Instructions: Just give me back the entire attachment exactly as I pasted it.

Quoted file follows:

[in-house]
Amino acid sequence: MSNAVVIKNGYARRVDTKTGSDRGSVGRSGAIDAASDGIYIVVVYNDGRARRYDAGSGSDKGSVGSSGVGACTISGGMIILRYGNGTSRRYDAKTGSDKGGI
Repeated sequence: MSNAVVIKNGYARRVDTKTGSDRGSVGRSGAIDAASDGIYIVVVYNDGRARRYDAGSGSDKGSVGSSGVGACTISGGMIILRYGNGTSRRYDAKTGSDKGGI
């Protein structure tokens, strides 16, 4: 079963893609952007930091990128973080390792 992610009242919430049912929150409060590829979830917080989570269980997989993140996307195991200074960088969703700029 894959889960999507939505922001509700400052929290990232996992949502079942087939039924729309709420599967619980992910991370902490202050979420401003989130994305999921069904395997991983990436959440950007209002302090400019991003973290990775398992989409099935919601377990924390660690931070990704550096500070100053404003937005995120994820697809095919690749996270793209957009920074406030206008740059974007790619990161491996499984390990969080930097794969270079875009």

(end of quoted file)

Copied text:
[in-house]
Amino acid sequence: MSNAVVIKNGYARRVDTKTGSDRGSVGRSGAIDAASDGIYIVVVYNDGRARRYDAGSGSDKGSVGSSGVGACTISGGMIILRYGNGTSRRYDAKTGSDKGGI
Repeated sequence: MSNAVVIKNGYARRVDTKTGSDRGSVGRSGAIDAASDGIYIVVVYNDGRARRYDAGSGSDKGSVGSSGVGACTISGGMIILRYGNGTSRRYDAKTGSDKGGI
């Protein structure tokens, strides 16, 4: 079963893609952007930091990128973080390792 992610009242919430049912929150409060590829979830917080989570269980997989993140996307195991200074960088969703700029 894959889960999507939505922001509700400052929290990232996992949502079942087939039924729309709420599967619980992910991370902490202050979420401003989130994305999921069904395997991983990436959440950007209002302090400019991003973290990775398992989409099935919601377990924390660690931070990704550096500070100053404003937005995120994820697809095919690749996270793209957009920074406030206008740059974007790619990161491996499984390990969080930097794969270079875009």